Our Top 7 Picks for RV Camping in National Parks

Motorized RV traveling through Yellowstone National Park on camping trip.

The best part of owning an RV in the United States are the perfect camping locations around every corner of the country. From north to south, east to west, there’s a beautiful campground to visit and enjoy the great outdoors. But when it comes to planning the perfect trip, you can’t beat RV camping in national parks. With 59 national parks to visit, how do you choose where to start? Read our take on the best national parks for RV camping, plus a few bonus tips for planning your trip!

#1 Yosemite National Park, California

Renowned for its captivating waterfalls, beautiful meadows and unique rock formations, Yosemite National Park is one of the most popular national parks in the United States. With 1,200 square miles of deep valleys and vast wilderness, this national park was first protected in 1864 and should be high up on the list of places to visit for any RV camper.

RV camping at Yosemite National Park is easier than some parks, having 10 campgrounds with plenty of space for RVs and trailers. If you’re planning to visit during the busier season – March to October – make sure you get a campground reservation!

Yosemite National Park Must-See Attraction:

Glacier Point – One of the most memorable viewpoints in all of Yosemite. With a breathtaking view of Yosemite Valley, including Half Dome and three of the park’s waterfalls, Glacier Point is worth the hike!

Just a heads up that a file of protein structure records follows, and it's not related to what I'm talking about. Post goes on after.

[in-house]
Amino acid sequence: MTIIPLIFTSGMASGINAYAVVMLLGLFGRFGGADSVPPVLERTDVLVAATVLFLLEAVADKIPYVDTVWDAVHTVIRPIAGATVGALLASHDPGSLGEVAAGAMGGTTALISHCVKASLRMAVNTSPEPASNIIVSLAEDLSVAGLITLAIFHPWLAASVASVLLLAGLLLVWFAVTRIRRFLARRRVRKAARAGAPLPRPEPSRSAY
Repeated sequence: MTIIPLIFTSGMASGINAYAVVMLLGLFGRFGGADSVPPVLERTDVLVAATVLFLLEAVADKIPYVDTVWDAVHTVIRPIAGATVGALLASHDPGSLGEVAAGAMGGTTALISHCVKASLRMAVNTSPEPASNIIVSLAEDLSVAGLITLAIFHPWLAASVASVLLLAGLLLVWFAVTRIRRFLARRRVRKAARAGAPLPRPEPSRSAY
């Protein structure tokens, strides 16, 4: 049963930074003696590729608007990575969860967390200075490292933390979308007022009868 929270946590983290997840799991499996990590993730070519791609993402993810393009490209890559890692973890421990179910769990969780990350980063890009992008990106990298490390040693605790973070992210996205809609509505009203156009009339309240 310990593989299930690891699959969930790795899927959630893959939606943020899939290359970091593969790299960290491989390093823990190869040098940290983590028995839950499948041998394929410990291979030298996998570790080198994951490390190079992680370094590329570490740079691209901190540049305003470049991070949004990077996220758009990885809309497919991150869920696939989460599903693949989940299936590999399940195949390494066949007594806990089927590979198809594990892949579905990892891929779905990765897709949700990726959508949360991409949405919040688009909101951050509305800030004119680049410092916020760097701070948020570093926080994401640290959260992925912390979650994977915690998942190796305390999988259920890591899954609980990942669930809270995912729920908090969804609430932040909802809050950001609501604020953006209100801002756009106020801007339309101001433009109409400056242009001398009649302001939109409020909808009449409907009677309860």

#2 Yellowstone National Park, Wyoming

The Grand Prismatic Spring at Yellowstone National Park in Wyoming.
As the world’s first national park, millions of people come to see Yellowstone every year. The park contains half of the world’s known geysers, including its most popular attraction, Old Faithful. But that’s not the only reason to visit, Yellowstone also features a robust ecosystem that’s home to grizzly bears, wolves, and elk that draw sightseers from all over the world.

Making your RV campsite reservation at Yellowstone requires giving them the full length of your vehicle and any that are towed with it. If your plans change, make sure to contact the campground staff. If your equipment doesn’t match your reservation, the staff will have to turn you away. If you’re still shopping for an RV, Yellowstone has limited capacity for larger RVs; consider small RV living, which is a great option to make travel and camping easier!